10 Ways to Wine and Food Pairing
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 10 Ways to Successful Food and Wine Pairing!

  1. Spicy, salty, smoked, and highly seasoned dishes are best paired with wines that are fruity and lower in alcohol such as Riesling, Gewurztraminer, Pinot Gris/Grigio, dry roses, and Pinot Noir. Avoid oaky and more tannic wines. 

  2. Richer, fattier foods pair best with heavier, full-bodied wines such as Chardonnay, Cabernet Sauvignon, Merlot, Zinfandel, and Syrah. 

  3. When pairing sweeter foods with wine, try to keep the sweetness in the dish less than the apparent sweetness of the wine. If necessary, sweetness in the dish can be curbed with a touch of citrus juice or vinegar.

  4. Higher-acid foods, such as goat cheese, tomatoes, and citrus fruits, pair most effectively with higher-acid wines such as Sauvignon/Fume Blanc, some Rieslings, Pinot Gris/Grigio, Zinfandel, and Pinot Noir. If the wine seems too tart for the dish, add a touch of lemon juice or vinegar to the dish. 

  5.  In a meal progression where multiple wines will be served, serve lighter wines before more full-bodied ones. Serve dry wines before sweet ones, unless a dish with some sweetness is served early in the meal, in which case it should be matched with a wine of like sweetness. Serve lower-alcohol wines (Riesling, Sauvignon/Fume Blanc, and Pinot Gris/Grigio) before higher-alcohol ones (Chardonnay, Viognier, Gewurztraminer, Zinfandel, Pinot Noir, Cabernet Sauvignon, and Syrah).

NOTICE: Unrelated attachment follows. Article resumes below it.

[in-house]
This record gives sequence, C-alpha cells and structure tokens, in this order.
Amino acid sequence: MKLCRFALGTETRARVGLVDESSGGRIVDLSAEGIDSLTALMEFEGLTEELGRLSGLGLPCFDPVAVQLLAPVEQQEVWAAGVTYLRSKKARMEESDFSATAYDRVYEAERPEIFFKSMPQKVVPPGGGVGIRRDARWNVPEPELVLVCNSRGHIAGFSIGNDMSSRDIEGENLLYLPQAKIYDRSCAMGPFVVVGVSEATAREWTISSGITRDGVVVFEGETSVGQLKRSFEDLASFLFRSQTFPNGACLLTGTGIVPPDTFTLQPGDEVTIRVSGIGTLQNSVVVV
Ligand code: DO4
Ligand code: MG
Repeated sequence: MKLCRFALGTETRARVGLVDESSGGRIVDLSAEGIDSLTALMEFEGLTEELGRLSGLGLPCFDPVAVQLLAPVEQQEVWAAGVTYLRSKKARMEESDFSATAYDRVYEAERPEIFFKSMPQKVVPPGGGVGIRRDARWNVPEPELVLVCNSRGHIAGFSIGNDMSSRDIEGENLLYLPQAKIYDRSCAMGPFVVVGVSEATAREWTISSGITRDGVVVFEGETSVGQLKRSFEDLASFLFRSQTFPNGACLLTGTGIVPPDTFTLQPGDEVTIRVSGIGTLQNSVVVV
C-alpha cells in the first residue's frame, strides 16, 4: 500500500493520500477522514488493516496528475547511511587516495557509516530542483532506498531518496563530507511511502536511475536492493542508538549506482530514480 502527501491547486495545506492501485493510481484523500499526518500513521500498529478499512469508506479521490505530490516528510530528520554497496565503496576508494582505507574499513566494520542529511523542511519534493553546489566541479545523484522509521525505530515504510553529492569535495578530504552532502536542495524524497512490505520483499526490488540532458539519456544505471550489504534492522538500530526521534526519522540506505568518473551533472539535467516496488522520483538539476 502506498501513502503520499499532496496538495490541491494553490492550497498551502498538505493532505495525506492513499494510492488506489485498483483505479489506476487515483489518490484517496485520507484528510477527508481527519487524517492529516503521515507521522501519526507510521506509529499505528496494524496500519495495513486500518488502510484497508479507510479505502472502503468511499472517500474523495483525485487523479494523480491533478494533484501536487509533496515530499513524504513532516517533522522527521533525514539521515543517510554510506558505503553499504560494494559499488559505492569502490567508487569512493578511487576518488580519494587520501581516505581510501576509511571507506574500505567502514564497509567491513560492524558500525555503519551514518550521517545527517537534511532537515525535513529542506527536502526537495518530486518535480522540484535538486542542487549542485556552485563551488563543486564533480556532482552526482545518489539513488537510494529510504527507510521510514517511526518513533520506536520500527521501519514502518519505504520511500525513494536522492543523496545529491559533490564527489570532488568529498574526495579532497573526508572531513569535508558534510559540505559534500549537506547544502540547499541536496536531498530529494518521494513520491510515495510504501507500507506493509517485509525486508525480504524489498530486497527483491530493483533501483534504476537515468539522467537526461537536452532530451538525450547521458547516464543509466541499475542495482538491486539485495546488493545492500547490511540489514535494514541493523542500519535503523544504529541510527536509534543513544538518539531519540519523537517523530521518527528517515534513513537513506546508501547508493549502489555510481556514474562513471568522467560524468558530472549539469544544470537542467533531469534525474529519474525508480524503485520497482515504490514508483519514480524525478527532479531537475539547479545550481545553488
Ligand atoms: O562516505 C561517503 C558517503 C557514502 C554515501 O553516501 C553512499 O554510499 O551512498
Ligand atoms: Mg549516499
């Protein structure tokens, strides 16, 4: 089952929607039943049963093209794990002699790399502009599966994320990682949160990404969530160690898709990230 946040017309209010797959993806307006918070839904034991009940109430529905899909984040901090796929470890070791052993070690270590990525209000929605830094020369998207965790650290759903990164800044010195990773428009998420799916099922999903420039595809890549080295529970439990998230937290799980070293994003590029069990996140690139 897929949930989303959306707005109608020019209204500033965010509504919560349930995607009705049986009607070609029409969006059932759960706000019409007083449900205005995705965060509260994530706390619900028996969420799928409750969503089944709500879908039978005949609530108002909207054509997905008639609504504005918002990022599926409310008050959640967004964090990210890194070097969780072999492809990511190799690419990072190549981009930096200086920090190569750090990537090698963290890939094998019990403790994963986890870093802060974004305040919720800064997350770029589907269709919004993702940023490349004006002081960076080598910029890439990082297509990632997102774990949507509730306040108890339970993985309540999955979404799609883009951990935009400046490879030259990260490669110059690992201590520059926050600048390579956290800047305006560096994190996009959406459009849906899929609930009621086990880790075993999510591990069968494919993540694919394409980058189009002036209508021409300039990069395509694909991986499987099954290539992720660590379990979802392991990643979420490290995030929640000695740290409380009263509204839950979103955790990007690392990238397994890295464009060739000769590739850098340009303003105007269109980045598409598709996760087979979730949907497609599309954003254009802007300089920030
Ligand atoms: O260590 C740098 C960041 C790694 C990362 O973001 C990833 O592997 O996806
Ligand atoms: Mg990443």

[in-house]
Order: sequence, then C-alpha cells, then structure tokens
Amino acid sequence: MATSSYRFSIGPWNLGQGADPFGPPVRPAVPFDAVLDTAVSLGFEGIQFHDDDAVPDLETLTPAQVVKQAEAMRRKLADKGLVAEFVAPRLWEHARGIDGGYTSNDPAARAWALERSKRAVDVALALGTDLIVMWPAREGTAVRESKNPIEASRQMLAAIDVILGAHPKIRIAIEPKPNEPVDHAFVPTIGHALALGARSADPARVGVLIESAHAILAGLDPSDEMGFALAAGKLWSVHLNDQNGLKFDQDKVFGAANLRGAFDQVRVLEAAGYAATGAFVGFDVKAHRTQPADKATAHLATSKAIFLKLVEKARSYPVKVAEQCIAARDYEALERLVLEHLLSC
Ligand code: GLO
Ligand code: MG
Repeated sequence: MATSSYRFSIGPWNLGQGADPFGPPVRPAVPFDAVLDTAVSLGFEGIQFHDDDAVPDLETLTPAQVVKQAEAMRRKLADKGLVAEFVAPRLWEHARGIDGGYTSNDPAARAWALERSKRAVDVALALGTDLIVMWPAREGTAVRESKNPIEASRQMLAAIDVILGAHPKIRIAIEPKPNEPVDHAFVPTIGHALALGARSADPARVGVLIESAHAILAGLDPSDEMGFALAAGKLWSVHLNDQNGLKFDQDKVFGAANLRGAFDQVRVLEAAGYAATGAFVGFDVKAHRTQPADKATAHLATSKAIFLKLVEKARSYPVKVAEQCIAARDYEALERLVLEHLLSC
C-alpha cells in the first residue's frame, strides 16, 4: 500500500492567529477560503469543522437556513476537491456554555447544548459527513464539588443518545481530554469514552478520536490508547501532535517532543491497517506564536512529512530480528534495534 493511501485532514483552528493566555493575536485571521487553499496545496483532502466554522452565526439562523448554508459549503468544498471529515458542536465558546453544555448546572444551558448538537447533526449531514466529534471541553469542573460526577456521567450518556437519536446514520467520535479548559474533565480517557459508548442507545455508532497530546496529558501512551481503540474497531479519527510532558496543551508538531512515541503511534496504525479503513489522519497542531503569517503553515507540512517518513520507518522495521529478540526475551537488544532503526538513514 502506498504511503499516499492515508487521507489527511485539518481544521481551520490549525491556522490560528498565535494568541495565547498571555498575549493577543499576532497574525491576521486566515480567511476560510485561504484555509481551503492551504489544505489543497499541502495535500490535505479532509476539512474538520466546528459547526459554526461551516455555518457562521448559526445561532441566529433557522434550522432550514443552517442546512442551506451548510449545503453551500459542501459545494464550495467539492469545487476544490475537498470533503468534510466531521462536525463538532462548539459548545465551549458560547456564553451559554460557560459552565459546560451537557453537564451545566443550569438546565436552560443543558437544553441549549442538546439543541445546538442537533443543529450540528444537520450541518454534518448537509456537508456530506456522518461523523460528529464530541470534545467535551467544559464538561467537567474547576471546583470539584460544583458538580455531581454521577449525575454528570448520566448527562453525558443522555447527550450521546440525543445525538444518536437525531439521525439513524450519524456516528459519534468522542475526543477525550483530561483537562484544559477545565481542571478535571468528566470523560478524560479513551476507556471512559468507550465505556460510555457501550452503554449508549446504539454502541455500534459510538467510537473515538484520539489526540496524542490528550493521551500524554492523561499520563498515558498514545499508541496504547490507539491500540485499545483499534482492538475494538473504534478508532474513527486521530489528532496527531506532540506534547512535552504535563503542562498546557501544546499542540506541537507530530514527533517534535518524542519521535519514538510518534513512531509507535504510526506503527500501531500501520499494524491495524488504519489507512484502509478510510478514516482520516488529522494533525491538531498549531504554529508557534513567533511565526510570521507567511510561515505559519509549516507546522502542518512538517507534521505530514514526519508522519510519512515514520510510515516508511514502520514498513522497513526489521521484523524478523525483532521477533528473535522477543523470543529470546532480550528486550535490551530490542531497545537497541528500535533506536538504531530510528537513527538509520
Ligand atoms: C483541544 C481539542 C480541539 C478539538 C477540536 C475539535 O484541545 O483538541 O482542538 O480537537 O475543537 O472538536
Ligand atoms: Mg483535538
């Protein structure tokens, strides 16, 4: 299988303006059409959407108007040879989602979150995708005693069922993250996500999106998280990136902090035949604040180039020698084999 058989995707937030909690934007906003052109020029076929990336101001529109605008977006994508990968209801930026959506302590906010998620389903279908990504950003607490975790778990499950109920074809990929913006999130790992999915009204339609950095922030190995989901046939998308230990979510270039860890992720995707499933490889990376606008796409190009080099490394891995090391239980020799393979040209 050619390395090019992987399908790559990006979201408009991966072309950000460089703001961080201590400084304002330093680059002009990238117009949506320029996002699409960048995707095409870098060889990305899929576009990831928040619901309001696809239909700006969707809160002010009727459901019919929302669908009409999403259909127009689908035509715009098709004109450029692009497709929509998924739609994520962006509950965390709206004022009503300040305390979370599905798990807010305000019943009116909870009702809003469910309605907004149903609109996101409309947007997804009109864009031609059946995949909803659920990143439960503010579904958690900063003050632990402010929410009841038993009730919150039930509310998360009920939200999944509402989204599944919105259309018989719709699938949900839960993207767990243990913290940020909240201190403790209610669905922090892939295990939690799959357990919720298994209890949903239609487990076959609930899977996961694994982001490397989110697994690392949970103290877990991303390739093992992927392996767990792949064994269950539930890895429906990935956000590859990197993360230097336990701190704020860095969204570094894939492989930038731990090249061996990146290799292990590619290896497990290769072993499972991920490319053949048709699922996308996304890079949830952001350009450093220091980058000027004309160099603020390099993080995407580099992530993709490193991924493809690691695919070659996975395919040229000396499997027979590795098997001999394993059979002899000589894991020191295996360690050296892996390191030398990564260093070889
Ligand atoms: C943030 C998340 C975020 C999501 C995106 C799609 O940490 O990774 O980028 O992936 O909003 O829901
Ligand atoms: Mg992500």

6. Help connect dishes to the specific wine you're serving by tasting a small amount of the wine as you're finishing a sauce or side dish so that the recipe can be "tweaked" to maximum effect. If the wine seems too tannic or bitter for the dish, a sprinkling of citrus zest or nuts can be added to the dish, for example. 

  7. When using wine in marinades or sauces, use a decent-quality wine. If possible, this should be the same varietal as will be matched with the dish, but it need not be the same exact wine if you wish to drink a better wine than the one with which you're cooking. 

  8. Grilling, roasting, sautéing, and braising are preferred cooking methods when matching dishes with most wines. Poaching and steaming are more delicate cooking methods that work best with more delicate wines such as Pinot Gris/Grigio and some Riesling. Smoking food works most effectively with lighter, fruitier wines-Riesling, Gewurztraminer, Pinot Noir, and Zinfandel. 

  9. Food and wine pairing is about synergy-the food should not overpower the wine, nor should the wine overpower the food.

  10. Great food and wine combinations come from finding similarities and contrasts of flavor, body (texture), intensity, and basic taste. This is a highly subjective, inexact endeavor. Taste, and trust your own instincts.

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